London is a veritable smorgasbord of architectural styles. 21st century skyscrapers dominate the skyline today, but nestled among them are Roman and medieval structures, Wren masterpieces from the aftermath of the Great Fire of 1666 and a whole host of elaborate architectural gems from subsequent centuries. Get inspired for your next trip our wonderful residences as we explore 10 of the greatest buildings in the city.
The site of every coronation since 1066 and the burial place of a plethora of British royalty and intellectuals, to say that Westminster Abbey is steeped in history is rather an understatement. Originally a small 10th century Benedictine monastery, over the centuries it has been transformed by a series of monarchs including Edward the Confessor and Henry III (who rebuilt the abbey in its current Gothic style). Read more here.
Palace of Westminster (Houses of Parliament)
Edward the Confessor established his royal palace on this site in the 1040s, but a fire destroyed much of the original structure in 1512. Thereafter its primary function shifted to housing Parliament. The palace has since been heavily reconstructed – its iconic Gothic Revival architecture is the work of architect Charles Barry following further fire damage in 1834. Read more here.
St Paul’s Cathedral
St. Paul’s Cathedral has existed in several incarnations dating back to 604 AD, but the current Baroque building is the magnum opus of Britain’s most illustrious architect, Sir Christopher Wren. Built from the ashes of the Great Fire of London and remarkable for its survival during the London Blitz, the cathedral is a truly stalwart London icon. Read more here.
Fit for a Queen
Buckingham Palace has undergone considerable remodelling over its three-century lifespan. Following Victoria’s accession in 1837 it was enlarged and remodelled several times, acquiring its current neo-classical appearance with a redesign by Sir Aston Webb 1913. Read more here. If you’re looking to stay somewhere nearby, we would recommend our Westminster residence.
Not far from our Kensington residence, you will find Kensington Palace. It has been a royal residence since its acquisition by William and Mary in 1689, at which point it was expanded and renovated ready for royal use by Sir Christopher Wren. The palace is perhaps best known as the birthplace of Queen Victoria – it was her affection for her childhood home that ensured its survival when the palace fell into disrepair in the mid 19th century. Today, the palace is both public museum and royal residence. Read more here.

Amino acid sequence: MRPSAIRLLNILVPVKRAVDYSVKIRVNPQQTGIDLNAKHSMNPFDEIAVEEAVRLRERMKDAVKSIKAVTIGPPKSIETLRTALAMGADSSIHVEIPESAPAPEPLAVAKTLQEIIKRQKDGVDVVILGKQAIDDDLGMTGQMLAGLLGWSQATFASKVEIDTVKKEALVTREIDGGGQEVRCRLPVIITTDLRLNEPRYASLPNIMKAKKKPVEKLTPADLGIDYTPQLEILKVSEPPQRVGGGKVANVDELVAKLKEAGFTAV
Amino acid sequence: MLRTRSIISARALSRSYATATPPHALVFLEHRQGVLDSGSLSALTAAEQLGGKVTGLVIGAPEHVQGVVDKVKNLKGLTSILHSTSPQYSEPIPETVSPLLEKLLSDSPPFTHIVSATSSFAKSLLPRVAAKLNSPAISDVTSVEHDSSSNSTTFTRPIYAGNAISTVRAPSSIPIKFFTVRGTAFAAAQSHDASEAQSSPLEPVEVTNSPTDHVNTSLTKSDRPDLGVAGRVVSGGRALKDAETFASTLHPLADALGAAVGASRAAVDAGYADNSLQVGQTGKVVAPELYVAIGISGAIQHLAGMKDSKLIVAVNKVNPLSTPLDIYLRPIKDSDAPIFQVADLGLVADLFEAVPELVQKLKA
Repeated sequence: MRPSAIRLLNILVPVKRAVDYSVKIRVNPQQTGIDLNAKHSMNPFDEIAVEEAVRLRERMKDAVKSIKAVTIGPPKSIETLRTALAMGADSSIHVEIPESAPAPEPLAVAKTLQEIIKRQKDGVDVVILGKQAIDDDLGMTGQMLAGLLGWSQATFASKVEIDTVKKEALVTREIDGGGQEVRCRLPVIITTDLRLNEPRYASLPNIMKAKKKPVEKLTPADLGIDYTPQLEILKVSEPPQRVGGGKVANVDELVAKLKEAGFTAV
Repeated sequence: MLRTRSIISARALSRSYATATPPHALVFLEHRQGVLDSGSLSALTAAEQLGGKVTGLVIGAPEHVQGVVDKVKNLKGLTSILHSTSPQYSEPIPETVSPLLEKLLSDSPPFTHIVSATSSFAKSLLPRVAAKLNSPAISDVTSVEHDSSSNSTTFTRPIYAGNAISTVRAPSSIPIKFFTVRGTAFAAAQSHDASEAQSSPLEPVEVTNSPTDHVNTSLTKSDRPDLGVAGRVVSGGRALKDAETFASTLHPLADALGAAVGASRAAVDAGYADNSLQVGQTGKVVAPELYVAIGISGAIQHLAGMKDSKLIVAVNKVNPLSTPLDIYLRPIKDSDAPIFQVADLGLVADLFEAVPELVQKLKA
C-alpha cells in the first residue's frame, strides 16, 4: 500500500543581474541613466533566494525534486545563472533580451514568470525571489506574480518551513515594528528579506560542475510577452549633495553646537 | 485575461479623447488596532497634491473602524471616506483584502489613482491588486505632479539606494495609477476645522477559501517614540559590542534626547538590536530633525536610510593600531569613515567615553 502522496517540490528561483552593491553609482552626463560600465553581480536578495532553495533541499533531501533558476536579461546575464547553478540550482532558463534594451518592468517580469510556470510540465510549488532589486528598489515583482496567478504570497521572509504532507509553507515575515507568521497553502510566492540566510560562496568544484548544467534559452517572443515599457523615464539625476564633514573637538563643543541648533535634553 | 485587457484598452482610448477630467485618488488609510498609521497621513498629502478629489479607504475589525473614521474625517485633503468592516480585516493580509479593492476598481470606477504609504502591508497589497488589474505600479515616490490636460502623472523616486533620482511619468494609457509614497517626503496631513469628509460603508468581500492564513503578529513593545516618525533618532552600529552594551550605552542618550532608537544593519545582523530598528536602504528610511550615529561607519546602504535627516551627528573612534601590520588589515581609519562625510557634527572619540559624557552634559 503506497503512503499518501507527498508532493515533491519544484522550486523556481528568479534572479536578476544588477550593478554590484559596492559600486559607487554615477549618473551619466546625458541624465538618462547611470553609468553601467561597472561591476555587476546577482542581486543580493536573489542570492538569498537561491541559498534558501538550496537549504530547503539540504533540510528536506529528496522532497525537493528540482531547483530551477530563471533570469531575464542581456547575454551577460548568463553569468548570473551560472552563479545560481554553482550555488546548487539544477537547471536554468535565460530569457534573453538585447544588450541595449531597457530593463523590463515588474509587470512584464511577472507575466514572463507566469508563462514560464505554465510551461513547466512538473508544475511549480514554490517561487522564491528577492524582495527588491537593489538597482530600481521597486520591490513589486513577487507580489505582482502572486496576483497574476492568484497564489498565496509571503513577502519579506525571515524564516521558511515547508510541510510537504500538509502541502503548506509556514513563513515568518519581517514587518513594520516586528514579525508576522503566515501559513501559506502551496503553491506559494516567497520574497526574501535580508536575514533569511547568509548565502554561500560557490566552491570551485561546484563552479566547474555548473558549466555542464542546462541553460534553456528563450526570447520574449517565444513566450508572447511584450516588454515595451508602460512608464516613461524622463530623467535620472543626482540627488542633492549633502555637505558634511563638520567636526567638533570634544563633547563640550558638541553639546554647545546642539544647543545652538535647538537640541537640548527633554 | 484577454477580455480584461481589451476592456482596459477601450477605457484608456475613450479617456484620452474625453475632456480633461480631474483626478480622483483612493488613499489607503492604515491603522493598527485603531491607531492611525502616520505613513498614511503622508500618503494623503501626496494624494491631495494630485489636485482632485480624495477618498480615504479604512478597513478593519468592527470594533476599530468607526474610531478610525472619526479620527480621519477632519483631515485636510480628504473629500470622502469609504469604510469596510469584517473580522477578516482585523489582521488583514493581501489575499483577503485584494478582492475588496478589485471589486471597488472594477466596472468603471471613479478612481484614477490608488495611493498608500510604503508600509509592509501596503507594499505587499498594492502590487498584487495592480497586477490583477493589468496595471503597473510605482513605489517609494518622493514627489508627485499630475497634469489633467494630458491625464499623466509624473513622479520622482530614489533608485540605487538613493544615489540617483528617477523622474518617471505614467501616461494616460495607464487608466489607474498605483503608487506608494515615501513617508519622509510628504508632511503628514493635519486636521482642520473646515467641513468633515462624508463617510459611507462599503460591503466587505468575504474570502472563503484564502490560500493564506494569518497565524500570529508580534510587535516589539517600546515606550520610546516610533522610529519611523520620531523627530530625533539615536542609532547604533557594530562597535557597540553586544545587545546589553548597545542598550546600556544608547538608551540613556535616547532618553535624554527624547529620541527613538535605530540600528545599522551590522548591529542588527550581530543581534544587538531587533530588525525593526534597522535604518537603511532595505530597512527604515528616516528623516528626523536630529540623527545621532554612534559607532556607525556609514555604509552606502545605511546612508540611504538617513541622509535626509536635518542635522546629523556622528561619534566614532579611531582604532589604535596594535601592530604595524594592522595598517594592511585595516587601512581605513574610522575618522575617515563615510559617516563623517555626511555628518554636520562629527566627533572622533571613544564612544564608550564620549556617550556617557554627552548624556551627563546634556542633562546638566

Industry and transport
Westminster Underground Station
A futuristic mesh of concrete and metal take centre stage as you descend the escalators into Westminster Underground station. The architects’ vision is poetic – they speak of weaving escalators with lateral beams and of the geological texture of the walls – but perhaps The Guardian hit the nail on the head when it vividly described the interior as ‘Blade Runneresque’. While there are a whole host of remarkable tube stations in London, this might just be the stand out. Read more here.
Battersea Power Station
This 1930s built former coal-fired power station is both a monumental symbol of London’s industry and a prominent pop cultural image thanks in large part to its appearance on Pink Floyd’s Animals album cover. Constructed in brick-cathedral style, it owes its imposing riverside presence to architects J. Theo Halliday and Sir Giles Gilbert Scott. The building is currently undergoing a massive redevelopment with plans promising luxury accommodation and leisure facilities.
London Aquatics Centre
Form follows function with the harmonious lines and texture of the London Aquatics Centre. Designed by world-renowned architect Zaha Hadid in 2004, the concept was ‘inspired by the fluid geometry of water in motion…[reflecting] the riverside landscapes of the Olympic Park’. As of 2014, the pools are open to the public for a small admission fee. Read more here.
The Gherkin (30 St. Mary Axe)
It took 7,429 panes of glass and 35km of steel to build 30 St. Mary Axe, designed by Sir Norman Foster in 2004. Gherkin-shaped in order to minimise wind turbulence, the towering commercial skyscraper is also very environmentally friendly with gaps in each floor creating six shafts that function as the building’s ventilation system. As well as admiring The Gherkin from afar, during special ‘Open Nights’ visitors can take in a panoramic view from Searcys restaurant and bar. Read more here.
The fourth-tallest building in Europe (and, with the top three all in Moscow, the tallest building in Western Europe) formed an elegant, gleaming addition to the London skyline when it was finished in 2013. Renzo Piano’s striking design takes inspiration from the spires of London’s churches and the masts of tall ships in Canaletto paintings. Read more here.
Architecture tours and access
When it comes to appreciating London’s architecture, the Open House Festival cannot be beaten. Taking place annually over a single weekend in September, the festival offers a rare chance to visit hundreds of London’s buildings that are not usually open to the public – all for free. In the past, these have included 10 Downing Street, the Foreign and Commonwealth Office and Senate House as well as The Gherkin and The Shard. The guide for 2017’s Open House will be available in mid-August. A copy can be obtained for free in participating London libraries or pre-ordered online for a charge.
There are plenty of year-round architecture touring opportunities, too. Venture forth by boat, bike or on foot with the charity behind the Open House festival, Open-City, who run around eight tours per month. Insider London also run a couple of architecture-focussed tours, including tours on the London Underground, Modern Architecture and Sustainable Architecture.